ANAND BHAT FILM 101 Response to the film “M” The word that comes to mind when one

thinks of the German language is “guttural”. With the harsh enunciations and often hyperbolic expressions. The same word comes to mind when describing Fritz Lang’s magnum opus film “M”. The film is a fine example of a thinking man’s noir thriller, albeit technically lacking compared to modern noir suspense. One must however keep in mind the genius of Fritz Lang for his ability to narrate a story with at best mediocre resources. The first aspect of the movie one notices is the dark lighting and fade effects employed in scene transitions. As seemingly insignificant as this may appear to the lay man, one sees the true value of these techniques in the absence of certain critical elements in a suspense filled thriller such as a background score. Despite lacking these modern elements, “M” manages to retain a measure of tension with its dark imagery and use of shadows. One particular scene that comes to mind is that of the nefarious shadow of the child killer, portrayed by Peter Lorre, obscuring the public notice about the murderer at large. This technique has been repeated countless times in a variety of places but one gets the impression that it was pioneered by Lang. It is quite interesting to note. A slightly more amusing aspect of the cinematography is the extensive panning of the camera on letters written by the murderer and intense focus on “modern forensic analysis”. The sequences in question were obviously intended to showcase erstwhile cutting edge technology but viewed in a space age perspective they amuse the onlooker. An impressive concept was the seamless

incorporation of the police officer narrating to visuals of onscreen investigation. The transitory sequences too were well planned with no abrupt cut. However most impressive of all was the utilization of the first person perspective in the scene featuring the beggar’s union. The use of fade to indicate the end of a ‘chapter’ if you will have Lang stamped all over. As noted earlier there is a jarring absence of sound, in that, the entire movie is devoid of any semblance of score, yet brash and powerful dialogues somewhat redeem this notable absence. Other instances of effective use of sound is the characteristic demented whistling of the protagonist, which as juvenile as it may seem is quite effective in creating a taut atmosphere. Peter Lorre with a stellar performance in the climax was an example of sheer acting prowess compensating for lack of technological resources. One might perhaps notice the occasional exaggerated, arguably comic facial expressionism, but this can be understood as a necessity to convey emotion to an audience not raised on modern films. The several side characters convincingly fit into their characters like a glove. From the heated accusations to the ecumenical arguing; from the terrified pleading to the bitter finger pointing, the overall acting caliber was seemingly unparalleled at the time. The large number of extras used and the enormity of the set would indicate a big budget production that was perhaps the equivalent of today’s Hollywood blockbuster. In conclusion, “M” delivers on several counts. When all is done with the moral implications of the film continue to play on the mind. “M” will continue to be hailed despite the many innovations since, in filmmaking purely for its pioneering production value. Fritz Lang and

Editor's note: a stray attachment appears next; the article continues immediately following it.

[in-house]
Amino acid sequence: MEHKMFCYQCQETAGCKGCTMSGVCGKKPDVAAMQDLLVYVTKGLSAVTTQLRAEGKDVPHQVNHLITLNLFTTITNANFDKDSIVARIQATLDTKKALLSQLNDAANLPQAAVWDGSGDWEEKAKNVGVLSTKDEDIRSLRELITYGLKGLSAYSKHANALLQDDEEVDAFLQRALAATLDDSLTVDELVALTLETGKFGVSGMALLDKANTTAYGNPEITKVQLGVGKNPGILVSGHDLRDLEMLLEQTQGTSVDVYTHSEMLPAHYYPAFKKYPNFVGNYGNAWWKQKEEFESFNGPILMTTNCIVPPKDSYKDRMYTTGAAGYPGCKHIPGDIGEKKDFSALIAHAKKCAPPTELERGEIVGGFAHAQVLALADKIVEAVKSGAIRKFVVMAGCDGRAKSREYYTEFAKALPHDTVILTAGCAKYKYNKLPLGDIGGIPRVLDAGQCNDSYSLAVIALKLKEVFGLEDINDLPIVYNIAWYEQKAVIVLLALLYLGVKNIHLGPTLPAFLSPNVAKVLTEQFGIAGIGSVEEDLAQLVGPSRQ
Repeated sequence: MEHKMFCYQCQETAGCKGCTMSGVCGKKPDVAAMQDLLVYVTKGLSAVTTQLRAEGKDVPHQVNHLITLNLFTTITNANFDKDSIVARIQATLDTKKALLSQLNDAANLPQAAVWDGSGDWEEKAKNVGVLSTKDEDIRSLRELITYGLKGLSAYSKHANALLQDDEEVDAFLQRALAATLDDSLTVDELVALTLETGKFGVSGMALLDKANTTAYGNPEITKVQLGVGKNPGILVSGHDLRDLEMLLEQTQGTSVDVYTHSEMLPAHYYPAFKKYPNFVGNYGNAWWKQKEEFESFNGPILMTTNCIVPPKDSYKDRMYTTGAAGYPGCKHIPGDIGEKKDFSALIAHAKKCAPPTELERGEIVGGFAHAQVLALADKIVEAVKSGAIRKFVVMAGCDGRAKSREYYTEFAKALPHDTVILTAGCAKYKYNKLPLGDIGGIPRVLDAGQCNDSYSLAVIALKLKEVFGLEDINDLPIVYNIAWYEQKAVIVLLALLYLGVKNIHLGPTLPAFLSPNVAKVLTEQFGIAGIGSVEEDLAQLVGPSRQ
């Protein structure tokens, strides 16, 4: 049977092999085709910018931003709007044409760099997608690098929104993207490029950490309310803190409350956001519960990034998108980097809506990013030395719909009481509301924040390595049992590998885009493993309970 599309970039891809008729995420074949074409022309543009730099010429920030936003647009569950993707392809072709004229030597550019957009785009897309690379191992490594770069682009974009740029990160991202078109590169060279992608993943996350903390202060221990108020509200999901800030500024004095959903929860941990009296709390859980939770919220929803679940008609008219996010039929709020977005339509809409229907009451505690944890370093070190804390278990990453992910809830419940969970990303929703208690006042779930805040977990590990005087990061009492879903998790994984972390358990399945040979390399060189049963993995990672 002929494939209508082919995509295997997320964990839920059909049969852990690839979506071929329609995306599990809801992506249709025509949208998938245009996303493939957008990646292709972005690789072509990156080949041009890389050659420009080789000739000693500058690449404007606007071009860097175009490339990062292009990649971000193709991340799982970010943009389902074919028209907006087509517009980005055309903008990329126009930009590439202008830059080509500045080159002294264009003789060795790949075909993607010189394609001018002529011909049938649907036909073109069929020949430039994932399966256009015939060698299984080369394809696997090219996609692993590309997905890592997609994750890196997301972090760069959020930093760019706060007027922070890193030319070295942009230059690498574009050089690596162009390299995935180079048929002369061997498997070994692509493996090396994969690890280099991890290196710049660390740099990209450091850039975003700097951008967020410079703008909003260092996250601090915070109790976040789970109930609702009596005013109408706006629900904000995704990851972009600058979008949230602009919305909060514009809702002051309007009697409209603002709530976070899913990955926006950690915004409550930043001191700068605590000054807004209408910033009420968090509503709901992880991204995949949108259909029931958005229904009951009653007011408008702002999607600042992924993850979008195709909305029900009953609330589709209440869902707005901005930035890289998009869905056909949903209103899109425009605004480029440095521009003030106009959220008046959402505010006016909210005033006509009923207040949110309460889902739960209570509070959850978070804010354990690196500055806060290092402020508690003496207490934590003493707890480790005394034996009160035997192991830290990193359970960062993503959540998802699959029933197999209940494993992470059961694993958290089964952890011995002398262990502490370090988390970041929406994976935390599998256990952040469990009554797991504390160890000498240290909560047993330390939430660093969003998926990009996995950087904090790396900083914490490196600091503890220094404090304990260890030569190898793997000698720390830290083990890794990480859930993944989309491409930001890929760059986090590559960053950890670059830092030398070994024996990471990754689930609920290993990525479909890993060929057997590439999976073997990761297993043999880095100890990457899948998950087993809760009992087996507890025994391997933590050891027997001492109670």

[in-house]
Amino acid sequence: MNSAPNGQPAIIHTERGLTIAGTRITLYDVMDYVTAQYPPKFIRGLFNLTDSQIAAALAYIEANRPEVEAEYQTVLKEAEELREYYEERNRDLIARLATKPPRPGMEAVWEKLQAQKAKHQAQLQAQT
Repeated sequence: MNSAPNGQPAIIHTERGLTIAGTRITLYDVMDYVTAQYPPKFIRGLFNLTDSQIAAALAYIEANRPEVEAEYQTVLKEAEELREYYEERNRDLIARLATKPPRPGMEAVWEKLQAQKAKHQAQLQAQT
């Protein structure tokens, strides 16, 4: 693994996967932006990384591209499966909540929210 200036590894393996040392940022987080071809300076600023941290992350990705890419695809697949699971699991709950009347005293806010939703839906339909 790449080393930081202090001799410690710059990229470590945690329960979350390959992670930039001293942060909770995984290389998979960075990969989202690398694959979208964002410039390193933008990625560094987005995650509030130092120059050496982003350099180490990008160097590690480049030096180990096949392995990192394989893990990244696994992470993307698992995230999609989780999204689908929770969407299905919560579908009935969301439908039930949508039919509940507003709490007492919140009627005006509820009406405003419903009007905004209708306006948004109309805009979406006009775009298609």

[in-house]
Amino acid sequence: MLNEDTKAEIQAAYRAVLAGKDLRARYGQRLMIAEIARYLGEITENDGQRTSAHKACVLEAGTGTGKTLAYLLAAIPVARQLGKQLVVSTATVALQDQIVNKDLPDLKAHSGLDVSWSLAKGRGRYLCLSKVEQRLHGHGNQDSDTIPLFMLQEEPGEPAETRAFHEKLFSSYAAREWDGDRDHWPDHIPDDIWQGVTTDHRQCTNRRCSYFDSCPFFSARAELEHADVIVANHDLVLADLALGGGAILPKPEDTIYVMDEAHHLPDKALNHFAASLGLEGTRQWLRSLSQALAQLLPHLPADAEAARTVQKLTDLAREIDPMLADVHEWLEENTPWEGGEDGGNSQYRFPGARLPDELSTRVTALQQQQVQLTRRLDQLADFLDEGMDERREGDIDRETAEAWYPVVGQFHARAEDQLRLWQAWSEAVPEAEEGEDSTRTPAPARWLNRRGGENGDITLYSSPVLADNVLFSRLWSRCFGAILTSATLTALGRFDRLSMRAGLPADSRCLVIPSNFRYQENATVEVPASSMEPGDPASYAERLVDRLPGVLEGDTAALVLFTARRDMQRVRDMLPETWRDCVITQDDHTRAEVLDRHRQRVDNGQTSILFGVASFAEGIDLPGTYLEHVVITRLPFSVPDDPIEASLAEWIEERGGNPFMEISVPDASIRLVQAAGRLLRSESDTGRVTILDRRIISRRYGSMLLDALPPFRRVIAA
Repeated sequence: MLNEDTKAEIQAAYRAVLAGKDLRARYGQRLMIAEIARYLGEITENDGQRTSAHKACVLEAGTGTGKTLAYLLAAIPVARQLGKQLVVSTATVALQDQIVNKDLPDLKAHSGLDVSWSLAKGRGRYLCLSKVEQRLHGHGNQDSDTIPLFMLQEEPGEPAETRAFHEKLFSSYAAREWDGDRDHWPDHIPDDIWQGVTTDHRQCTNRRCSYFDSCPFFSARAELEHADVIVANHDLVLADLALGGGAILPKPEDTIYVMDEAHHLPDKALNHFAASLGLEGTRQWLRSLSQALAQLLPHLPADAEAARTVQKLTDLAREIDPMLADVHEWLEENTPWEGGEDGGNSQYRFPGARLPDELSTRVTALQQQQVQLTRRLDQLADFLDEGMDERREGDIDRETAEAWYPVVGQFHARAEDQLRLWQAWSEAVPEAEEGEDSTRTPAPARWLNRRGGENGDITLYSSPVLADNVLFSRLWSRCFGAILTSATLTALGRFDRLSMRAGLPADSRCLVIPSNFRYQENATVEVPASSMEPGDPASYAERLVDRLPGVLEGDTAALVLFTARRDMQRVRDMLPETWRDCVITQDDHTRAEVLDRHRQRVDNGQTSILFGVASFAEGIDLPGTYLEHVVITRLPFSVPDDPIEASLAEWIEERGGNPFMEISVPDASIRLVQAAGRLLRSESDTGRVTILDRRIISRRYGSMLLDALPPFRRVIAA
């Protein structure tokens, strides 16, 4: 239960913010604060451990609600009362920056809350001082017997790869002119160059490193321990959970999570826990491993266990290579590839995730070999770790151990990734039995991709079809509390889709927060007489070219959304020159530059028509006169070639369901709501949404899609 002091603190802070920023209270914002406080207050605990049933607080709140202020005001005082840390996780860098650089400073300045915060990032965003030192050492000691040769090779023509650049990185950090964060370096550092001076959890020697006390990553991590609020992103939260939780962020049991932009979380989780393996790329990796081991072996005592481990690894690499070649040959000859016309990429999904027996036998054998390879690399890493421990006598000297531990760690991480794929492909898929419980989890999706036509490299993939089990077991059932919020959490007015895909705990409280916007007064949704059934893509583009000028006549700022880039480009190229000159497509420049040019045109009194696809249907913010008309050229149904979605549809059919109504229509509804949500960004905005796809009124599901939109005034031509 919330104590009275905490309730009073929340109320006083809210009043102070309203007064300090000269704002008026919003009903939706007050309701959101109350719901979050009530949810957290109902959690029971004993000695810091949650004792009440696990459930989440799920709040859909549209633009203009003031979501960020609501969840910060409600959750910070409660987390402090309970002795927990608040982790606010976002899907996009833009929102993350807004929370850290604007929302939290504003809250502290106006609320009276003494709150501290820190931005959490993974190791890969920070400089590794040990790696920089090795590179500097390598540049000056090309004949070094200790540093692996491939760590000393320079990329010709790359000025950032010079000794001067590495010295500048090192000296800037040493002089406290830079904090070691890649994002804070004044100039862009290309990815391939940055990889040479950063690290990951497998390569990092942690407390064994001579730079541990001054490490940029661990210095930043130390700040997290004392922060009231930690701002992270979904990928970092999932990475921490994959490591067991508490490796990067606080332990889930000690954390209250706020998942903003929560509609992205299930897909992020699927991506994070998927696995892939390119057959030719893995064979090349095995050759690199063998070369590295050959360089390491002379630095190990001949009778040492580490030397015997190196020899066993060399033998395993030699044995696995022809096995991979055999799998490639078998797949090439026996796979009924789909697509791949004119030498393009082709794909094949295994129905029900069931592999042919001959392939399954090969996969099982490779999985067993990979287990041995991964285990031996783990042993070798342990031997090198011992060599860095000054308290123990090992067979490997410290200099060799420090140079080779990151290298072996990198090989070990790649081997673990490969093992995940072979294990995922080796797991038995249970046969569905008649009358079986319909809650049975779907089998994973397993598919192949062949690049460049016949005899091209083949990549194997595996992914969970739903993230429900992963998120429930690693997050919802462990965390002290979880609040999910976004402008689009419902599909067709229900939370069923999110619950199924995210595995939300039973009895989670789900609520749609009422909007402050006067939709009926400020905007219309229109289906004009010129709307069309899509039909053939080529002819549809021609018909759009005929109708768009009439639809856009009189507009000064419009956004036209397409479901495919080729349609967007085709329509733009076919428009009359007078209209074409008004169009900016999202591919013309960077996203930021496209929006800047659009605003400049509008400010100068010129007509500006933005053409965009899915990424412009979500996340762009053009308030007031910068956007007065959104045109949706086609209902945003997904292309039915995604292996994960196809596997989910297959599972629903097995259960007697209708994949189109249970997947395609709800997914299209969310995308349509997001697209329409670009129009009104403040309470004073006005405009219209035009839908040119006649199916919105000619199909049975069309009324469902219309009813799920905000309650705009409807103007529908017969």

his grand experiment at making the first quintessential modern Noir film prove to be a case study in classic unadulterated filmmaking. Peter Lorre’s haunting performance and a fast paced narrative coupled with a timeless premise, make for a captivating film experience.

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